Dan Wolf '82
Dan Wolf is quick to note that when he started work on his senior Honors thesis in “The Mathematics of Geophysics,” he knew next to nothing about geophysics. But that didn’t stop the math major from exploring no fewer than 15 mathematical techniques used in this discipline that studies the physical properties of the Earth by way of quantitative observation. And the thesis came in handy when he graduated from Boston College in the throes of a deep recession—quickly landing a job as a geophysicist.
In that work, Wolf used advanced mathematics to model the structure of the earth, with the highly purposeful aim of finding oil and gas in places ranging from South Dakota to Nigeria and the North Sea. These days, he is senior director of statistical analysis at Capital One Auto Finance in Plano, Texas. There, he leads a team of nine statisticians who employ their number-crunching craft to determine which loan applicants are good credit risks.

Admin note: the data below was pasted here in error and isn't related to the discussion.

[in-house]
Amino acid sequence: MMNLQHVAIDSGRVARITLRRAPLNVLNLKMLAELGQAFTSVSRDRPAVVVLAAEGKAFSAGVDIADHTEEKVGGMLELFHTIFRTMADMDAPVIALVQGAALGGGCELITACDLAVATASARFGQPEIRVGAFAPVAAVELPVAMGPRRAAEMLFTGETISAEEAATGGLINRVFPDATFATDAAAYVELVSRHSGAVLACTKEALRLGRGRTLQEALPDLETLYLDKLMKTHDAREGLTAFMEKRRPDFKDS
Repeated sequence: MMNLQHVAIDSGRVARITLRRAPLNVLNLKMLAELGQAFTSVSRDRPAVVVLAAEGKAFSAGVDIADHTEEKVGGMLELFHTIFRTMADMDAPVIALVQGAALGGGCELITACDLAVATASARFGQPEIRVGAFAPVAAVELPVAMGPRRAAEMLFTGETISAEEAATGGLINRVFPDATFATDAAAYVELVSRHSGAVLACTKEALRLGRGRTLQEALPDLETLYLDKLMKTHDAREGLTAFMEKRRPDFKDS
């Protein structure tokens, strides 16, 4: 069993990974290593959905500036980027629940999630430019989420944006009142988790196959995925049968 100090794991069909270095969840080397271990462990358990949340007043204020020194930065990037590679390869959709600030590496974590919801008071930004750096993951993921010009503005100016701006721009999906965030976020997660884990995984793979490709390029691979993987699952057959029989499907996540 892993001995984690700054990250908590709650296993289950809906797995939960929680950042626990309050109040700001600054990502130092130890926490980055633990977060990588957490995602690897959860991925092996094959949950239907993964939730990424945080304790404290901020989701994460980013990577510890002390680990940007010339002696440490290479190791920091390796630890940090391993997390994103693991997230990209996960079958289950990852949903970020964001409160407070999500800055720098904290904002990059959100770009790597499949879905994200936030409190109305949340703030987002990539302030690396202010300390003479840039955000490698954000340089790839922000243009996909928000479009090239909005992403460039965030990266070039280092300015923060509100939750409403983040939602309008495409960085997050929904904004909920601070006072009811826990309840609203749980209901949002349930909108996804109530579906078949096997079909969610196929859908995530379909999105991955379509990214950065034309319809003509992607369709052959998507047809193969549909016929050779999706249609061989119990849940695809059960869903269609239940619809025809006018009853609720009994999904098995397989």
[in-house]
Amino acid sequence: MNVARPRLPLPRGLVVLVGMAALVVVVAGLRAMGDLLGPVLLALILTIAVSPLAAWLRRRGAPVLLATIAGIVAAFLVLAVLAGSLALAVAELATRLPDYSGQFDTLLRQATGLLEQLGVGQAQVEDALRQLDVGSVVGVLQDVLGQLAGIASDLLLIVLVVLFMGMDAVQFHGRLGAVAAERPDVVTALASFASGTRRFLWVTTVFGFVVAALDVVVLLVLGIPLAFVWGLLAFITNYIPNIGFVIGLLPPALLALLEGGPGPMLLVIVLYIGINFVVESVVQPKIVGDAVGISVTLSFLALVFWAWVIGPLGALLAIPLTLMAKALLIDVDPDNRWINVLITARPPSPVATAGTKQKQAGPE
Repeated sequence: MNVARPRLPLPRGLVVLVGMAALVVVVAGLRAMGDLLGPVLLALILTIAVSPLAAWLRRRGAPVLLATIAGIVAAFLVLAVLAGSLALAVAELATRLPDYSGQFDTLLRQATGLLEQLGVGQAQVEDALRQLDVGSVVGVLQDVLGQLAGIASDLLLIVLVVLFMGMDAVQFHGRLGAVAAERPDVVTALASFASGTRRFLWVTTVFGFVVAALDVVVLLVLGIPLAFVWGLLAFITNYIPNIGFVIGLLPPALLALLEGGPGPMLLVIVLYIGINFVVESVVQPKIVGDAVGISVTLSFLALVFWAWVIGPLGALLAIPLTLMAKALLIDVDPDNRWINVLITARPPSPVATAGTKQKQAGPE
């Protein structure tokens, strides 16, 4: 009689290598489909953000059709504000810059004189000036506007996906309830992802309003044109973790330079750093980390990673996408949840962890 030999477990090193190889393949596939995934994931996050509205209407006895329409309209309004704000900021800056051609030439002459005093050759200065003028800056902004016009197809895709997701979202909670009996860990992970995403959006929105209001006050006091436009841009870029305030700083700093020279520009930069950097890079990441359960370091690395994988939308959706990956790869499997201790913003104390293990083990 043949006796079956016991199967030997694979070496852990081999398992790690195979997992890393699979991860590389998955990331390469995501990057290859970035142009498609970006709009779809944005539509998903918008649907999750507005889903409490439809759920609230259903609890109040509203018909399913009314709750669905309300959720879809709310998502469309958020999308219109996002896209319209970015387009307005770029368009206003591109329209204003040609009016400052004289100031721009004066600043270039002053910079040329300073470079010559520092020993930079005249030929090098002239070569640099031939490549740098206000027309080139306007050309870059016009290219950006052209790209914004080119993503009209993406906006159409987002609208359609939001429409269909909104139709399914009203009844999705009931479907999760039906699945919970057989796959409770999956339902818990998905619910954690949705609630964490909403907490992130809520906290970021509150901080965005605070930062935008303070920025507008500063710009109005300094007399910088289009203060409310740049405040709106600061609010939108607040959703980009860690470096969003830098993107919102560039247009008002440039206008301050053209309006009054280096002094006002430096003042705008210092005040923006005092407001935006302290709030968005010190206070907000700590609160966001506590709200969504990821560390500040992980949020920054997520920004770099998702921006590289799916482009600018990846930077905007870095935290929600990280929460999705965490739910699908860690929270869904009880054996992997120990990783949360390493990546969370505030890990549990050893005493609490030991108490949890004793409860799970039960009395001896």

Going from geophysicist to financial-company analyst may seem like a sharp career turn. And yet, the basic intellectual tools and motivations behind those pursuits were commonly derived from the education he received as a math major at Boston College.
“The mathematics department instilled in me a love of learning,” says Wolf, who went on to earn advanced degrees in applied math, operations research, and business administration at other institutions of higher learning. “The professors at Boston College shared their deep passion for math and how it could be used to solve problems.”
His advice to students: “If you like math, then pursue it, even if you are not sure what you would do with it for a career.” There will be plenty of professional options, Wolf adds. He points to such fields as medicine, which needs bio-statisticians to analyze the effectiveness of drugs and treatments, and even the entertainment industry, which hires mathematicians to help create spectacular graphics effects. He says, “The possibilities are endless.”